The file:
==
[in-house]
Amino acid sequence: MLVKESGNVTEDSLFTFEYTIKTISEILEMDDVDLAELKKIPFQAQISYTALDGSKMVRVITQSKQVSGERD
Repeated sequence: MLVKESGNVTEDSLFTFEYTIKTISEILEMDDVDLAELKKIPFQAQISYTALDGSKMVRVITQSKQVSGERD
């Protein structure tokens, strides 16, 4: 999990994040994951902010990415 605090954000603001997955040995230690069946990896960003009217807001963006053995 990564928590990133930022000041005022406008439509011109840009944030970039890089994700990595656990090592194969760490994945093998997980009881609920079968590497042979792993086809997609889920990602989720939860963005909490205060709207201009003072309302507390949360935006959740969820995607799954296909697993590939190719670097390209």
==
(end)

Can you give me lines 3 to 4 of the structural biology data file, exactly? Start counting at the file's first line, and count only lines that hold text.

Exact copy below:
Repeated sequence: MLVKESGNVTEDSLFTFEYTIKTISEILEMDDVDLAELKKIPFQAQISYTALDGSKMVRVITQSKQVSGERD
């Protein structure tokens, strides 16, 4: 999990994040994951902010990415 605090954000603001997955040995230690069946990896960003009217807001963006053995 990564928590990133930022000041005022406008439509011109840009944030970039890089994700990595656990090592194969760490994945093998997980009881609920079968590497042979792993086809997609889920990602989720939860963005909490205060709207201009003072309302507390949360935006959740969820995607799954296909697993590939190719670097390209």